There's another vantage point from the Brown Creek bridge at the Prairie Creek bypass that offers a spectacular view of the canopy. Even better than if you climbed a tree because you have over 600 feet of unobstructed horizontal angle to shoot from.

    [/ QUOTE ]

    Sure wish I was free to go there myself this weekend. I gave my travel budget a small whoopin' when I went to the redwoods last January and February. Usually it's 10 to 12 week intervals, and that was only 4 weeks apart during my slow income season. Anyhow, it was awesome nonetheless.

    I've been using one of these Trupulse 200 rangefinders in the redwoods.

    You ever thought about snagging one of these for yourself? Sort of a fun tool. Even if you can't see direct to the base, it helps to guesstimate the height pretty good. Needs about a 5 to 6 foot window to aim at the top leaders. I think its pretty slick the way these tools sense the angle they are held at and do all that math internally. That 200 model is only about $599. Not likely worth it to spend $1500 on the 360 model. If someone is going to dish out $1500, they may as well put out $3000 and buy the Impulse 200 that Chris Atkins uses. It's an incredibly nice piece of technology. He has a remote cable to increase accuracy, plus the small scope. Used it for years. I think that Michael Taylor has one too.

    The Trupulse 200 is pocket size and the case is tiny.



    [​IMG]
     

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  12. mdvaden

    mdvaden Well-Known Member

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    Here's the one Atkins is using.

    PS - don't point one toward the sunlight.

    [​IMG]
     

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  13. mdvaden

    mdvaden Well-Known Member

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    While its on my mind, here is part of that huge fern glade that I enjoy so much at Boy Scout Tree Trail

    [​IMG]
     

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  14. chris_girard

    chris_girard Well-Known Member

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    Wow, that is a beautful fern glade MD. Love the picture.

    How large is the glade?
     
  15. Gerald_Beranek

    Gerald_Beranek Active Member

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    Here's a shot I got of the glade that same day. I like the openness of it. It's not all brushed up like so much of the rest. [​IMG]
     

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  16. mdvaden

    mdvaden Well-Known Member

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    [ QUOTE ]
    Here's a shot I got of the glade that same day. I like the openness of it. It's not all brushed up like so much of the rest. [​IMG]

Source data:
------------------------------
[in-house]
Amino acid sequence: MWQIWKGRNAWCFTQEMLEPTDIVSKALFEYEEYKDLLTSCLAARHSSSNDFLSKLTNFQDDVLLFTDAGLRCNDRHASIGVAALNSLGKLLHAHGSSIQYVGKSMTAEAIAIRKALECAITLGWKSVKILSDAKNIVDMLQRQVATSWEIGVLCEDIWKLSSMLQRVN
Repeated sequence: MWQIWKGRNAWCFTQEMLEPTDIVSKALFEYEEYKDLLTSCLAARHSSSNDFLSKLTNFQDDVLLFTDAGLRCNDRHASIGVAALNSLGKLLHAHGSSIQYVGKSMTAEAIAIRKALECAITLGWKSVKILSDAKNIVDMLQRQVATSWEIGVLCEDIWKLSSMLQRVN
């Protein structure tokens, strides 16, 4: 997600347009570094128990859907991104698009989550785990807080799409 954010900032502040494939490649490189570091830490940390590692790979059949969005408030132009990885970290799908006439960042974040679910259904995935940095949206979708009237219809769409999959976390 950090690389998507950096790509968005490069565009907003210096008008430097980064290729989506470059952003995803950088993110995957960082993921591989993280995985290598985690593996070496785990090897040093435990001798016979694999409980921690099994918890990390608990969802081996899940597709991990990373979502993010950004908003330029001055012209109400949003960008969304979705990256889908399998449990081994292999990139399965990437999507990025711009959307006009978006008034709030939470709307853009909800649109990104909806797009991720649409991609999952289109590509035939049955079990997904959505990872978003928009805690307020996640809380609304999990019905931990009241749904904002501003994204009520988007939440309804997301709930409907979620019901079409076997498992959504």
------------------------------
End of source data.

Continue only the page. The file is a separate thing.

[/ QUOTE ]

    My guess is that the glade might be 3 acres in size, maybe more. It goes up and around the corner from the photo I posted, and stretches both up and down hill from the path.
    Sound about right?
     
  17. moss

    moss Well-Known Member

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    [ QUOTE ]
    [ QUOTE ]
    Here's a shot I got of the glade that same day. I like the openness of it. It's not all brushed up like so much of the rest. [​IMG]

    [/ QUOTE ]

    My guess is that the glade might be 3 acres in size, maybe more. It goes up and around the corner from the photo I posted, and stretches both up and down hill from the path.
    Sound about right?

    [/ QUOTE ]

    That's interesting, I wonder if a burn cleared that out at some point and allowed the ferns to dominate?
    -moss
     
  18. Gerald_Beranek

    Gerald_Beranek Active Member

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    Most of the trees in the glade show very little evidence of a burn. Nothing major anyway. But it appears they are about the same age. Younger and smaller size average than the outer lying areas on either side. All about the same height. My guess is a major burn had cleared the area and the trees all came up at the same time. The thick young canopy kept the brush species down.

    That's very close to the way it works, and looks, in a 130 year old second growth redwood flat. Which all comes up at the same time after a clear-cut and burn. Though the trees in the glade are about 300 years old... max.

    Just an educated guess.
     
  19. mdvaden

    mdvaden Well-Known Member

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    Did you happen to get a shot of the lips on Boy Scout Tree redwood? I should have taken more photos of it to get a better pic.

    Reminds me of a Simpsons character or something.

    Has a nice rim of leatherleaf ferns along the top.

    [​IMG]
     

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  20. Gerald_Beranek

    Gerald_Beranek Active Member

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    I'm surprised that I missed that angle on the BS tree, because I been cataloging most growths on the trees just like that. Looks like another hike is in order.

    The neat thing about all the trails is each time I go out on one the lighting is different and so I can always get a new angle on something that I couldn't before. Makes for endless picture taking opportunities. It's great.